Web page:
Futuristic home of Tudor history planned in Portsmouth
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September 21 2009
Henry VIII’s flagship has been dry docked since 1982 when it was raised from the Solent, its resting place since 1545 when it was accidentally sunk during an engagement with the French fleet.
The ancient hull has to be constantly sprayed with a water based wax solution to prevent timbers drying out and rotting but by 2011 this regime will end and a programme will begin to “dry out” and preserve remaining beams and gangways, a process expected to take until 2016.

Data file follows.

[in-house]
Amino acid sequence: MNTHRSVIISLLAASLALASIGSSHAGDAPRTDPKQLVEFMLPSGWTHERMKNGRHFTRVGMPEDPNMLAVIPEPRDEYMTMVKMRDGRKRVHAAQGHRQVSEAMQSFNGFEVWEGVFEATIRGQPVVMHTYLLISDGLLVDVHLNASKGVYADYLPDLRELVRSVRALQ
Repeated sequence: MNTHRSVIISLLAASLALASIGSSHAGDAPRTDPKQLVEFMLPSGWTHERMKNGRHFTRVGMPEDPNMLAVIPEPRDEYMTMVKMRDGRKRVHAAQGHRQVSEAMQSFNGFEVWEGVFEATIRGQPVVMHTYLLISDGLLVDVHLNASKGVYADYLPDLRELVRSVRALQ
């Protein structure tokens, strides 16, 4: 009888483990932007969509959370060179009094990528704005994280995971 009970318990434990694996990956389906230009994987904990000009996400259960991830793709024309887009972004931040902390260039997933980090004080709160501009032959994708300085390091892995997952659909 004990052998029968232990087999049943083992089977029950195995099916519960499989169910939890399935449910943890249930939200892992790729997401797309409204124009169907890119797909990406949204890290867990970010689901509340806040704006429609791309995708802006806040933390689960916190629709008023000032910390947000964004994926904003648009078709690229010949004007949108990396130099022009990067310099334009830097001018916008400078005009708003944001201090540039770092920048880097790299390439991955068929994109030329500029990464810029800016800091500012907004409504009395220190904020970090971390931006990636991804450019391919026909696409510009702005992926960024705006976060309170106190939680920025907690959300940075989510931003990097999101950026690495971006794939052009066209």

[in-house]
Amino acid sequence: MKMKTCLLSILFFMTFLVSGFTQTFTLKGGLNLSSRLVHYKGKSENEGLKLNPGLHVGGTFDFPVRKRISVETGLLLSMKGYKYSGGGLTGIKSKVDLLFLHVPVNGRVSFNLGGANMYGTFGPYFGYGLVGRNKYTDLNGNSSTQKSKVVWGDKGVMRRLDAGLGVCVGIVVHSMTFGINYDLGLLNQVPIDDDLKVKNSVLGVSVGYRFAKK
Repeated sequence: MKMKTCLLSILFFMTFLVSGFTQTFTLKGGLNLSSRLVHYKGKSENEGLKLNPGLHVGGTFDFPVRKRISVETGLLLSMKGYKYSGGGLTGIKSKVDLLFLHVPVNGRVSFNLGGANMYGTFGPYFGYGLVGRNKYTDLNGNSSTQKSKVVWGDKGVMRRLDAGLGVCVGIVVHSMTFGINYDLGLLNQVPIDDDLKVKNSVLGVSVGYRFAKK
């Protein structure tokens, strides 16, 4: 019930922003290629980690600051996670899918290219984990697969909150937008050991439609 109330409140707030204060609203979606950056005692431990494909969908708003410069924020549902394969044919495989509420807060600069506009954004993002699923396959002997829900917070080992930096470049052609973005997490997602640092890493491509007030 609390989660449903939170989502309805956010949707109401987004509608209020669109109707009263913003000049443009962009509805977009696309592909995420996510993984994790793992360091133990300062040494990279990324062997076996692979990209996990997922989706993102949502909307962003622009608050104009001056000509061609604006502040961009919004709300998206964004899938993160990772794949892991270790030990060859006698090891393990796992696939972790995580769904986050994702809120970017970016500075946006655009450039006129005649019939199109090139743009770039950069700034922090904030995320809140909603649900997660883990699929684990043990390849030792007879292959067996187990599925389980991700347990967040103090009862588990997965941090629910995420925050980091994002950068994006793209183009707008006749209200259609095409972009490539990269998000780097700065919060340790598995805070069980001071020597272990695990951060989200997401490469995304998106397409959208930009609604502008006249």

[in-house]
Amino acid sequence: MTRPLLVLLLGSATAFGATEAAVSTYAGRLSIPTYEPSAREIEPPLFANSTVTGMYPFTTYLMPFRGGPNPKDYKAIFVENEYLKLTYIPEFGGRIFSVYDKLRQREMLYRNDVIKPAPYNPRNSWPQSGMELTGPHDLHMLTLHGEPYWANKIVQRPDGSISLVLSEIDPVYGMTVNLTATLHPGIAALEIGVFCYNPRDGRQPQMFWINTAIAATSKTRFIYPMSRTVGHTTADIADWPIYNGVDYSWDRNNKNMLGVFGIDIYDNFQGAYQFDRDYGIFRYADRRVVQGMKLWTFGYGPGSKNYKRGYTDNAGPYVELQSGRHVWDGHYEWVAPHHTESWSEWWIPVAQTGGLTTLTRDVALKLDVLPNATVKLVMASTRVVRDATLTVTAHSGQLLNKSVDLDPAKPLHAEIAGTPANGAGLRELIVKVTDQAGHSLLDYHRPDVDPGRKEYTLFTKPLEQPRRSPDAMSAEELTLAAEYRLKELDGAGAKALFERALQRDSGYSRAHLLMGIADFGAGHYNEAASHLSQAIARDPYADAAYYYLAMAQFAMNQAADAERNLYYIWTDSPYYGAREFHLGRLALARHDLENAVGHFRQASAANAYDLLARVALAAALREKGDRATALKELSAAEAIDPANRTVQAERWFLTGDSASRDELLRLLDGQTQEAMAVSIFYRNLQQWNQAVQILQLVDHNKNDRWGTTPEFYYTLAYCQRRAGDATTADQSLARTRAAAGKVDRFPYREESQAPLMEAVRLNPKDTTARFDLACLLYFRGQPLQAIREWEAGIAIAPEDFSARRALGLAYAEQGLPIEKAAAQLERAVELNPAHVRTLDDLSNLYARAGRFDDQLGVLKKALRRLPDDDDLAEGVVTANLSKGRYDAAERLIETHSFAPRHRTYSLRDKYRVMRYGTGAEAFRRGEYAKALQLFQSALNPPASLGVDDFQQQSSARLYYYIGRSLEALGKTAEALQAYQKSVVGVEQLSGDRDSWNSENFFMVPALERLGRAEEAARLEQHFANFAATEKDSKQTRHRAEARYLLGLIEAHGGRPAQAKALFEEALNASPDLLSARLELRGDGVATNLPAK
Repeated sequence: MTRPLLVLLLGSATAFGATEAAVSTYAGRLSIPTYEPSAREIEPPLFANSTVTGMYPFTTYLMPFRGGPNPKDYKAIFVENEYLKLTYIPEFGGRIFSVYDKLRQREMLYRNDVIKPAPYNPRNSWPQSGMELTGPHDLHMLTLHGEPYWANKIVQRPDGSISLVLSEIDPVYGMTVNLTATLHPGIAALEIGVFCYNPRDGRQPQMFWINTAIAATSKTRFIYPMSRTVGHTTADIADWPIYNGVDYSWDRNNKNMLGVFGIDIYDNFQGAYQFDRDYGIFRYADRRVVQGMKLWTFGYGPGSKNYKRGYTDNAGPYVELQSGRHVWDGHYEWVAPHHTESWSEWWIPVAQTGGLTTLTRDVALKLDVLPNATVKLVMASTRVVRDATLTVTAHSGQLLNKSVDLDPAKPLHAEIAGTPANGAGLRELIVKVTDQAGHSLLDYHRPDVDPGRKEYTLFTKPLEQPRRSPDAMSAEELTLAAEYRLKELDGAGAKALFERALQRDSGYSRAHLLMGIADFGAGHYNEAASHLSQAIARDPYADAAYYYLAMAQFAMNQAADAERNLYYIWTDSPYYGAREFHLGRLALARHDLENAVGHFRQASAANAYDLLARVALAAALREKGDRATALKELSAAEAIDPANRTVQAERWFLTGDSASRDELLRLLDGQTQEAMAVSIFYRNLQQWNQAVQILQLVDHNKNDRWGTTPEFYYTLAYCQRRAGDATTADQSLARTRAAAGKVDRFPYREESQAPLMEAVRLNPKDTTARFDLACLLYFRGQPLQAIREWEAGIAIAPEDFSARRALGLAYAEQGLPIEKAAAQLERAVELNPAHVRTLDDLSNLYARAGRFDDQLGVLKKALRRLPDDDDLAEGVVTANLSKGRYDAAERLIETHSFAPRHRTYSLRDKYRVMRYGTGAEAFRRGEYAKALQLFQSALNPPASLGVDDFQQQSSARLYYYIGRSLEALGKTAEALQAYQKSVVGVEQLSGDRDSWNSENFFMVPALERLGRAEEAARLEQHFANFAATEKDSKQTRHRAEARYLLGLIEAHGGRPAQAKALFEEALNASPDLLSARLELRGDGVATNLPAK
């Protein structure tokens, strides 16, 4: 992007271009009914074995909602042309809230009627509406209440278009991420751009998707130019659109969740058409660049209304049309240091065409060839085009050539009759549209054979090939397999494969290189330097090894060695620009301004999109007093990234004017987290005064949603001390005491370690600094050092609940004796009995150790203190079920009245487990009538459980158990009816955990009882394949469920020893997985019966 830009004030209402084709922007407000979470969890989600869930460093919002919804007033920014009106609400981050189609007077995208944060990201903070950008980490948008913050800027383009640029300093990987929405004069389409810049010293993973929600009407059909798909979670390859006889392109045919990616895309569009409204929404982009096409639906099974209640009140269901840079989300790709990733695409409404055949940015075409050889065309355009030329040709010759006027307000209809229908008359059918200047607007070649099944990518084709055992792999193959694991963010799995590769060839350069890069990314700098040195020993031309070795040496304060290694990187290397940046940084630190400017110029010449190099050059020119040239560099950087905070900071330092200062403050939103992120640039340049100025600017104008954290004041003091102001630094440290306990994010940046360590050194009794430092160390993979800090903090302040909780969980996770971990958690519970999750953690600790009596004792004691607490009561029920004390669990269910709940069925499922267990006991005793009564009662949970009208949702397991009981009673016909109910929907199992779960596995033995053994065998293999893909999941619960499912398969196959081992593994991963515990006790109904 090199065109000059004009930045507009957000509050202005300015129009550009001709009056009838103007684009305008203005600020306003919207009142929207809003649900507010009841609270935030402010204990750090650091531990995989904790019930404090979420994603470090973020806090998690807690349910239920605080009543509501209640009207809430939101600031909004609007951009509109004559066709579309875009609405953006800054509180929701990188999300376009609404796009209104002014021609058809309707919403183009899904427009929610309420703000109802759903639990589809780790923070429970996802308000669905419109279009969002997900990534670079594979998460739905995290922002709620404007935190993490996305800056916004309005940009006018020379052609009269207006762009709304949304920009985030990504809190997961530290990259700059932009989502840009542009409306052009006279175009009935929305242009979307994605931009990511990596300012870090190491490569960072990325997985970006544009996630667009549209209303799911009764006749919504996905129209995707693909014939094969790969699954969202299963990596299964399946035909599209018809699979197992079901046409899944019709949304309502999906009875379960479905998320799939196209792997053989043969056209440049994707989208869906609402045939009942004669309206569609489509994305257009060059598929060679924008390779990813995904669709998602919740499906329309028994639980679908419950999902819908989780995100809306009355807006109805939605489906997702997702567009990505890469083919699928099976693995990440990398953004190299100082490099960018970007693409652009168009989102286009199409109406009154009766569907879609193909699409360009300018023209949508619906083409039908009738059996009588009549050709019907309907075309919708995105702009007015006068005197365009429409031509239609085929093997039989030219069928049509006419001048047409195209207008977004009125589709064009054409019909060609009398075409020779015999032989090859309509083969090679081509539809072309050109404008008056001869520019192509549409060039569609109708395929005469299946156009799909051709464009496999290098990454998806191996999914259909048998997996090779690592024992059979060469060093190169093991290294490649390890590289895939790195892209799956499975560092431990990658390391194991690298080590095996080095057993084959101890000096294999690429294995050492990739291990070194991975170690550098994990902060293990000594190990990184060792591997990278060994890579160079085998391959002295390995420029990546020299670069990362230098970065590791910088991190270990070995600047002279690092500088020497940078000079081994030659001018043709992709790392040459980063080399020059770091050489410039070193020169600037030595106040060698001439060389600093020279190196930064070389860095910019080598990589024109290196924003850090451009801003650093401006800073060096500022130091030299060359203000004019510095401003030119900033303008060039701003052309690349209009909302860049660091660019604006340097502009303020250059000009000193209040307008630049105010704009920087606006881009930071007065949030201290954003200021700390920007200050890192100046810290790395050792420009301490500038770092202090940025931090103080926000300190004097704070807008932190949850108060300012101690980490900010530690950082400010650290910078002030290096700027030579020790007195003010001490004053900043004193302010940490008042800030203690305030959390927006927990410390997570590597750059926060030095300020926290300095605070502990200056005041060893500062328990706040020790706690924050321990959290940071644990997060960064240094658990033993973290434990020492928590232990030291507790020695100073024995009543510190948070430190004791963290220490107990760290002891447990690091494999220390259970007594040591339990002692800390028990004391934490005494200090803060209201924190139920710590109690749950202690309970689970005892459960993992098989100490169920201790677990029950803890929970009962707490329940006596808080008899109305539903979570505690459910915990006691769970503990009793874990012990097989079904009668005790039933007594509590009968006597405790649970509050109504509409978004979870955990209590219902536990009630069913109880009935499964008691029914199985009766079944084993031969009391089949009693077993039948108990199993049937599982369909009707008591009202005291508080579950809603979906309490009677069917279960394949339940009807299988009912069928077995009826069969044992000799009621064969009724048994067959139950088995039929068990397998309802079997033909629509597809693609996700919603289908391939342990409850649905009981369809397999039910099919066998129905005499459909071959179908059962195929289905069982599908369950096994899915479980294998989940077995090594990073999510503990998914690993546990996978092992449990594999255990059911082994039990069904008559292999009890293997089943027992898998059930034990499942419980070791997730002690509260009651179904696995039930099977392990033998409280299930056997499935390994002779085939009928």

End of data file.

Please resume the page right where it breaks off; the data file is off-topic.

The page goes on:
Amongst features provided by the new centre will be glass walkways running in parallel with the ships decks, giving people an intuitive understanding of the size and layout of the vessel by connecting castle, main and hold.
Thousands of artefacts including canons and many of the ships original fittings will be displayed alongside.
Dr David Starkey, trustee of the Mary Rose Trust as well as world renowned Tudor/Henry VIII expert said “The Mary Rose is the most important historical survival of the reign. It’s the English Pompeii or Herculaneum, our very own tomb of Tutankhamun”.
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